A favorite story about Joe was last year when the wrestling coach was showing a potential recruit around the campus. He walked into Joe’s office to introduce the kid to the legendary football coach. Joe shook his hand and then dropped to his knees and tried to tackle the kid with a double-leg takedown. The kid quickly sidestepped the 79 year old man and put a reverse move on him and had Paterno pinned face down with his arm pinned behind his back in a matter of seconds. Paterno started yelling “Wait! Wait! I’m an old man!” That’s Joe. Just having fun doing what he does.

We love him because he’s tough. He tells you what’s on his mind and he isn’t going to hold anything back (other than football strategy for an upcoming game). This with his loyalty, his commitment, and his humble upbringing is what makes us love him so. In the list of great college coaches like Bear Bryant, Pop Warner, and Alonzo Stagg, Joe Paterno deserves to be right there with them. NCAA President Myles Brand called Penn State a “model institution”. He brings dignity and class to the school. I don’t mean to disrespect Bobby Bowden, but 20 years from now I don’t think you will hear anyone say they want to model their program after his. That is really all you need to know.

Joe still has two years left on his contract, and I’m sure he intends to honor it. I think he will continue to coach as long as he is physically capable. Bear Bryant was his hero when he was a young coach. The two of them were good friends which is why Penn State used to play Alabama so much in the 70’s and 80’s. When Bear retired it was only a few months later when he died. I think that personally affected Paterno and he’ll continue to coach until he just physically can’t anymore. There is no clear successor at this point, but Penn State is such a family program and there are so many assistant coaches that have been with the program for over 10 years that I suspect they will promote someone from within. Tom Bradley, the defensive coordinator, is the most likely choice. He’s been with the program for 28 years. I hope Joe stays on with the team in some capacity even after he is gone. Let him work for the Athletic Director or something. He still has amazing charisma and can make a big impression on recruits. Thanks for giving me the chance to answer such an open ended question.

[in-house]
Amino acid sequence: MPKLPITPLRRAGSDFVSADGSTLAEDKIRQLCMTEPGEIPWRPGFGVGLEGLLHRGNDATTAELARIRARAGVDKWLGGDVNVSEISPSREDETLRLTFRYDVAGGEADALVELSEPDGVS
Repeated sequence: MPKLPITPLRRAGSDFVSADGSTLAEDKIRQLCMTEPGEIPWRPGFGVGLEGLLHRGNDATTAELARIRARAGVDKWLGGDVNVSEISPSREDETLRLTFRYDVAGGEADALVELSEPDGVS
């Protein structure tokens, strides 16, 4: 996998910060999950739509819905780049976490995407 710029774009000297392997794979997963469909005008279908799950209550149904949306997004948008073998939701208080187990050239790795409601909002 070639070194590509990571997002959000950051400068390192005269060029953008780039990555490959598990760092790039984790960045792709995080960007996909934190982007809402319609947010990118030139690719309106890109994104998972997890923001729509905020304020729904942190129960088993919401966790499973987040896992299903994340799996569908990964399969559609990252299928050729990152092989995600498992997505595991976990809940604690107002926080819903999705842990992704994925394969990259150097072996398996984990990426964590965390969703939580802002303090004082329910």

Usually when we Penn State fans start talking about our coach, most people roll their eyes and walk away. So I appreciate the opportunity.

Thanks to Mike at BSD sharing his thoughts on the guy in the dark glasses and the black shoes with us. For a pretty detailed retrospective on JoePa and his legacy at Penn State, check out the Paterno bio on the official PSU site.